‘Big Hunt’ For Russian Hackers, But No Obvious Link To US Election Turmoil

31 Jul 2017  |  talkingpointsmemo.com
A series of American-initiated operations have led to the arrest of Russian cybercriminals, including Pyotr Levashov, who was detained in Barcelona. These arrests occur amidst allegations of Kremlin hackers influencing the U.S. election to aid Donald Trump. However, an Associated Press review found no solid evidence linking the arrests to the election. Legal experts and the accused have suggested political motives, but without proof. The FBI has been tracking some of these individuals for years, indicating that the arrests may not be election-related. The article details the background of the arrested individuals and the charges they face.

Peak Obsession: How Russia's Love for Cult U.S. Drama Twin Peaks Defined the 90s

26 Jun 2017  |  The Moscow Times
In the early 1990s, the U.S. television drama Twin Peaks captivated Russian audiences, including young crime reporter Sergei Sokolov and his colleagues at Novaya Gazeta, who dedicated a column to unraveling the show's mysteries. The series, which aired in Russia in 1993, stood out amidst the popular Latin American soaps and resonated deeply due to its mysticism and portrayal of rural America. The obsession even reached political elites, with former Soviet President Mikhail Gorbachev reportedly inquiring about the show's plot. The recent revival of Twin Peaks has rekindled interest, though it has received mixed reviews. While some fans appreciate David Lynch's continued genius, others find the new series chaotic and less engaging.

Russian media has a preference in US election, and it’s Donald Trump

05 Nov 2016  |  www.bostonglobe.com
Russian state-owned media shows a clear preference for Donald Trump in the U.S. presidential election, frequently highlighting allegations against Hillary Clinton and echoing Trump's claims of a rigged election. Pro-Kremlin journalists and TV channels portray Clinton negatively, focusing on her alleged corruption, health issues, and connections to scandals, while Trump is depicted more favorably. Russian President Vladimir Putin denies Kremlin's preference, but experts note similarities in foreign policy positions between Trump and Putin. The Russian media's coverage reflects a broader narrative of skepticism towards the U.S. electoral process.

'Hipster Stalinism:' Populist Renewal Projects Come to Moscow

03 Jul 2016  |  Newsweek
The article discusses the extensive urban regeneration projects in Moscow, focusing on the renovation of VDNKh, a historic park and exhibition space known as the 'Soviet Versailles.' Mayor Sergei Sobyanin is leading the multi-billion-dollar initiative, which includes updating Stalin-era structures to reflect modern Russian nationalism, a trend some call 'hipster Stalinism.' The article also covers the 'My Street' project aimed at making Moscow more pedestrian-friendly, the expansion of the city's transport network, and the greening of an abandoned site near Red Square. Critics argue that the projects are authoritarian, lack public input, and are marred by corruption. The article suggests that these developments reflect a broader shift away from Western urbanism and a return to Soviet-style management, with a focus on the upcoming 2018 presidential elections.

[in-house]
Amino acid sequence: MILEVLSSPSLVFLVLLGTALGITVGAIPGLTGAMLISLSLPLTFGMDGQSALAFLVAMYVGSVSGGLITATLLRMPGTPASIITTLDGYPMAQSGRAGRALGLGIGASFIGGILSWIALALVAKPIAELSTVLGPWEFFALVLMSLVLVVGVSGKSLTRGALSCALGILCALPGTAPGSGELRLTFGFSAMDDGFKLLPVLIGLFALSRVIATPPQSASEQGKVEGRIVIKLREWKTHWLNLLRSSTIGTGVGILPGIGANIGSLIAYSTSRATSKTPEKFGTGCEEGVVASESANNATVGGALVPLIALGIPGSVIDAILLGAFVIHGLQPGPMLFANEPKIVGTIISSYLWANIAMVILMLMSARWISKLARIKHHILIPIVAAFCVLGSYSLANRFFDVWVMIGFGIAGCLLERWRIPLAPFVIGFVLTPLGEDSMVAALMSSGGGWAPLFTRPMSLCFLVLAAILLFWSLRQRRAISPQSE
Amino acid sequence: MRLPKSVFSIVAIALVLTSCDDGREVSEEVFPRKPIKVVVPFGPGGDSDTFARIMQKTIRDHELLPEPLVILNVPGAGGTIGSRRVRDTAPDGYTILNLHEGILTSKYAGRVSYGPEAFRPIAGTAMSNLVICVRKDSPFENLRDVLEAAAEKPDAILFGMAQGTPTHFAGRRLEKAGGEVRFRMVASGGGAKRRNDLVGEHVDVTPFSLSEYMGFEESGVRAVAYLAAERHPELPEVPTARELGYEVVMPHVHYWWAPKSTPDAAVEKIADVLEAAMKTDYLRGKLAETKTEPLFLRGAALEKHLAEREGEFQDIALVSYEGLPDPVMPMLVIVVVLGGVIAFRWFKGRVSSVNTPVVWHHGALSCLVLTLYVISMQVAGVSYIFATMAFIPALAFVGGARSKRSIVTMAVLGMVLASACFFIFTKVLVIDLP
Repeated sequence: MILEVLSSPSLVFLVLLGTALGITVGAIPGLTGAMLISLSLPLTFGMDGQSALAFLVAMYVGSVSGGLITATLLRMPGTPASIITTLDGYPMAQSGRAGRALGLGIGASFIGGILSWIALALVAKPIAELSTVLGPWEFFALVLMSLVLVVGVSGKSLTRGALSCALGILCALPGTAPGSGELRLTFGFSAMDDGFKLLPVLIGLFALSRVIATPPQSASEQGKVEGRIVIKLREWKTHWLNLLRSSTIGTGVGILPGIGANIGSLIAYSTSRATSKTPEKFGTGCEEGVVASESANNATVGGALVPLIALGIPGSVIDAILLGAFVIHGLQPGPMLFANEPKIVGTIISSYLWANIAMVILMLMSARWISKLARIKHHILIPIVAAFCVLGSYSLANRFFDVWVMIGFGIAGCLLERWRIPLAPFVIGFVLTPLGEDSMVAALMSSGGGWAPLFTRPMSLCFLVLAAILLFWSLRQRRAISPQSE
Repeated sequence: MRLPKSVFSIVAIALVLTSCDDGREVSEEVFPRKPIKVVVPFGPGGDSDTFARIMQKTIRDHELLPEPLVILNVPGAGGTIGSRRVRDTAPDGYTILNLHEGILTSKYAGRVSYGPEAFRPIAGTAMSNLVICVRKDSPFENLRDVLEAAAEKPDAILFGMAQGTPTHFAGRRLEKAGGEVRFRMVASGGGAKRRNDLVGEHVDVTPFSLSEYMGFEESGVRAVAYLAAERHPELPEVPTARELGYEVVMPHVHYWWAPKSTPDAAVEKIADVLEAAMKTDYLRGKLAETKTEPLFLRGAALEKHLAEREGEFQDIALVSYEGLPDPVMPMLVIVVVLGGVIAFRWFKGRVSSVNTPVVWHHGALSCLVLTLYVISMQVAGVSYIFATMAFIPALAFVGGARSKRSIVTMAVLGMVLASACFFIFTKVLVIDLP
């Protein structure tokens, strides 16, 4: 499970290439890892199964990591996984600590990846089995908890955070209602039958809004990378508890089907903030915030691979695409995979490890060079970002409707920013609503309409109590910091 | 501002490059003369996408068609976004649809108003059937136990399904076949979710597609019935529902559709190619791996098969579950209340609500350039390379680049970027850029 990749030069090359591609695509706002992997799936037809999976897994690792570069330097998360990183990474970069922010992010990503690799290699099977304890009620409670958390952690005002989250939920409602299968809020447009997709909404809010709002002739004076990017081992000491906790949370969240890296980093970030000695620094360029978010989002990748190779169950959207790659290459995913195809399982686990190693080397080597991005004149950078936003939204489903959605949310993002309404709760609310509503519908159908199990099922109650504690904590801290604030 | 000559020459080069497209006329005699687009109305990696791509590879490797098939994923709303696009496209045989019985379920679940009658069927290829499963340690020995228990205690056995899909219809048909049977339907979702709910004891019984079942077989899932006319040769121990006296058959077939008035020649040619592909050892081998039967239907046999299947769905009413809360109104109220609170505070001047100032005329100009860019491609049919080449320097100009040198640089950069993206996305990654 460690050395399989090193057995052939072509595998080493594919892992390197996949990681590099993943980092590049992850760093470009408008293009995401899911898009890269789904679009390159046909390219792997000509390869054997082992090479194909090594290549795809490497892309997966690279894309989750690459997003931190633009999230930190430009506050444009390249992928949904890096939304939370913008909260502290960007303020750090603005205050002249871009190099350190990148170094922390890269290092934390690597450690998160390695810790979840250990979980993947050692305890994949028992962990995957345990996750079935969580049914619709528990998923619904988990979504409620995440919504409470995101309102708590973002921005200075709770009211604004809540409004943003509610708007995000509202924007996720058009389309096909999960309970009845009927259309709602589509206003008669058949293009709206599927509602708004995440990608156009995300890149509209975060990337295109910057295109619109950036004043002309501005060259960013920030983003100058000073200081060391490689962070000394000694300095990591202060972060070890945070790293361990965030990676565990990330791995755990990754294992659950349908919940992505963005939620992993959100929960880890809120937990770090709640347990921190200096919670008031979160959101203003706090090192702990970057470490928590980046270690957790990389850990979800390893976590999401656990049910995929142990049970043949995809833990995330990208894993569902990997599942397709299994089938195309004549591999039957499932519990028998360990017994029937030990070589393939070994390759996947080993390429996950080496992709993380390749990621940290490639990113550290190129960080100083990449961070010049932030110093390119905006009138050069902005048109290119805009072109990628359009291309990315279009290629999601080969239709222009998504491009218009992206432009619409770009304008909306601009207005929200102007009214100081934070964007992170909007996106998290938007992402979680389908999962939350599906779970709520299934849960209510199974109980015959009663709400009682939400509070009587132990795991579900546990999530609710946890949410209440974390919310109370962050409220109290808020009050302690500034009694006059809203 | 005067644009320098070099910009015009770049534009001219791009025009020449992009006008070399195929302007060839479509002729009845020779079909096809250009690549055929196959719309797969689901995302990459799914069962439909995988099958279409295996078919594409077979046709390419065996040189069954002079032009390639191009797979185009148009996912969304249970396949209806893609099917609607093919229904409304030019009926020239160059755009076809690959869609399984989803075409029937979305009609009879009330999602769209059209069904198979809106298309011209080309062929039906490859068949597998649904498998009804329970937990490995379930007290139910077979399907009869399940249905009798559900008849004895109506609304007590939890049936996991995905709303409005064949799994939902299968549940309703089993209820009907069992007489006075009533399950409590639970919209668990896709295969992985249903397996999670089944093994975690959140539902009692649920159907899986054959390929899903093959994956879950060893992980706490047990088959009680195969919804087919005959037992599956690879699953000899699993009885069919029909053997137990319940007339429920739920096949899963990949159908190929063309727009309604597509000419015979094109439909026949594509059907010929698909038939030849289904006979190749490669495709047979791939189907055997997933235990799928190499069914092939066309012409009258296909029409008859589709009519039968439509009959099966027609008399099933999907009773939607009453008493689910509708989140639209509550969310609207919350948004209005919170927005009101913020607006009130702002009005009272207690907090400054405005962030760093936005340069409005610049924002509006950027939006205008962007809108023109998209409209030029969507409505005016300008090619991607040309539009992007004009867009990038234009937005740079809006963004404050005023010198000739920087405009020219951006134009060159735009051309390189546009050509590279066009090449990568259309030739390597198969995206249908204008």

Russia refuses to help Syrian refugees

10 Sep 2015  |  The Telegraph
Russia refused to participate in any refugee assistance programs, attributing the European migration crisis to Western powers. The Kremlin, a major arms supplier to Bashar al-Assad's regime, has granted asylum to only two Syrians this year. Dmitry Peskov, Kremlin spokesman, emphasized that the financial burden of the crisis should fall on those responsible for the situation. He also highlighted potential security threats from Islamic State infiltrators among migrants. Russia has bolstered Assad's military support, with troops protecting its naval facility in Tartous and aiding Syrian forces, which are blamed for most civilian casualties in the conflict.

Ukraine crisis: 'It's war, civil war'

03 May 2014  |  www.theguardian.com
The article recounts the tragic events in Odessa, Ukraine, where violent clashes between pro-Russia and pro-Ukraine groups led to a fire at the city's trade union building. Fatima Popura discovered her son Vadim among the dead, who had jumped from the building to escape the flames. Local prosecutors reported 46 deaths, and hospitals treated numerous injuries. The violence began with an attack on a pro-Ukraine rally and escalated into street battles. The absence of police during the hour-long fire has sparked outrage among locals and officials. Accusations of responsibility are being exchanged between Kiev and Moscow, with some blaming foreign fighters and others pointing to Ukrainian nationalist groups. The community mourns as Odessa grapples with the aftermath of the tragedy.

Bank Drops Navalny Card Project

07 Oct 2012  |  The Moscow Times
Alexei Navalny's initiative to launch a debit card supporting his anti-corruption efforts has stalled after the partnering bank withdrew due to political risks. The card, intended as a tool for anti-Putin protesters, had its launch postponed indefinitely. Vladimir Ashurkov of Navalny’s Anti-Corruption Fund did not disclose the bank's name but mentioned discussions with other banks without any concrete plans. Alexander Lebedev had previously indicated his National Reserve Bank's involvement in the project, which his spokesman Artyom Artyomov confirmed is still under development despite Lebedev's intentions to downsize his Russian business ventures.